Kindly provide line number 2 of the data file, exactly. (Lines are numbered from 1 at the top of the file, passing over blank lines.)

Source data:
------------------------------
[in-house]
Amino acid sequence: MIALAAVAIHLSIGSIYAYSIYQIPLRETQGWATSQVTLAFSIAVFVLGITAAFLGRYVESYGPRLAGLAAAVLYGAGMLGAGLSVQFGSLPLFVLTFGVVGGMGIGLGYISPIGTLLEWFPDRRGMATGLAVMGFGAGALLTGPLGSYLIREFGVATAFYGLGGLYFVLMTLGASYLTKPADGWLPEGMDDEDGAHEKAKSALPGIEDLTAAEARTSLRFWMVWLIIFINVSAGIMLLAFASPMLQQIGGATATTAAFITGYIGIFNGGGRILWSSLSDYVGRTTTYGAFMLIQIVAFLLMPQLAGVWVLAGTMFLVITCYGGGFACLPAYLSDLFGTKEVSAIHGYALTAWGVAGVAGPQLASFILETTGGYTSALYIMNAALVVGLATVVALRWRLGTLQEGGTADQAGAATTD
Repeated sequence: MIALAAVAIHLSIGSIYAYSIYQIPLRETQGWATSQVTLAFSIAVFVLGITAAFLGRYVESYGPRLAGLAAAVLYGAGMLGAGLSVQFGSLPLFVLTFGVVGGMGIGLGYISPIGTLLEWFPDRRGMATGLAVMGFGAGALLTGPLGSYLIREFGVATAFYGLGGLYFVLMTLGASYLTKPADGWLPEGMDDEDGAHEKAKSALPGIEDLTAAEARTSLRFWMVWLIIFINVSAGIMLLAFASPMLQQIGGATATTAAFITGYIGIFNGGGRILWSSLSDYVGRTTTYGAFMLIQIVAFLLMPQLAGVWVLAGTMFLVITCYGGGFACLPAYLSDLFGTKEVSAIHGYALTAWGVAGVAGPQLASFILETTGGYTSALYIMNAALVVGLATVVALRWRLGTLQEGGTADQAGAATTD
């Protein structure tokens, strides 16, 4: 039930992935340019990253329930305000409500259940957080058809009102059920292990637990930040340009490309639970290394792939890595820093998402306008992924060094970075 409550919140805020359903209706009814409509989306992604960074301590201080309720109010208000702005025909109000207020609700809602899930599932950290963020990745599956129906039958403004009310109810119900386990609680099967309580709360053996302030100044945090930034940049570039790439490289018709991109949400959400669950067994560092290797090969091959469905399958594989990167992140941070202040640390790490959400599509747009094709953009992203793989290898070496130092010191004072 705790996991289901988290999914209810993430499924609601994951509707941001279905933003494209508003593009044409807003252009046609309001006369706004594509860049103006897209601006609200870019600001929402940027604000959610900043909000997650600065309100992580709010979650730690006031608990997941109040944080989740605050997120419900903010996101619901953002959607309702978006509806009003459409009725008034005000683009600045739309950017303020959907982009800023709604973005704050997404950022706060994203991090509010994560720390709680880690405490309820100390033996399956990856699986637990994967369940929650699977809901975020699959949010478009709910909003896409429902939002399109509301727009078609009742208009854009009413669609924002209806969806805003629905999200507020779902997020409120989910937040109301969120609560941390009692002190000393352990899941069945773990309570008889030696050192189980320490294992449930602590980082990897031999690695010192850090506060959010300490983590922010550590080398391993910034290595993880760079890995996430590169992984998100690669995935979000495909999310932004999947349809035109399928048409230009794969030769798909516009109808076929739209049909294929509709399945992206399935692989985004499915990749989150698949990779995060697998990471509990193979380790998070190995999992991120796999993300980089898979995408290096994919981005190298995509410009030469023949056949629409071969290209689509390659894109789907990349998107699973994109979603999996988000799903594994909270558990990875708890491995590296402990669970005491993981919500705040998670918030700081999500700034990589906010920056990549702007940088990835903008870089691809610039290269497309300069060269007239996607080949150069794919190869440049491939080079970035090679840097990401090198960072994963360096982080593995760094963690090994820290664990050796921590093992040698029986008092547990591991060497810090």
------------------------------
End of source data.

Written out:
Amino acid sequence: MIALAAVAIHLSIGSIYAYSIYQIPLRETQGWATSQVTLAFSIAVFVLGITAAFLGRYVESYGPRLAGLAAAVLYGAGMLGAGLSVQFGSLPLFVLTFGVVGGMGIGLGYISPIGTLLEWFPDRRGMATGLAVMGFGAGALLTGPLGSYLIREFGVATAFYGLGGLYFVLMTLGASYLTKPADGWLPEGMDDEDGAHEKAKSALPGIEDLTAAEARTSLRFWMVWLIIFINVSAGIMLLAFASPMLQQIGGATATTAAFITGYIGIFNGGGRILWSSLSDYVGRTTTYGAFMLIQIVAFLLMPQLAGVWVLAGTMFLVITCYGGGFACLPAYLSDLFGTKEVSAIHGYALTAWGVAGVAGPQLASFILETTGGYTSALYIMNAALVVGLATVVALRWRLGTLQEGGTADQAGAATTD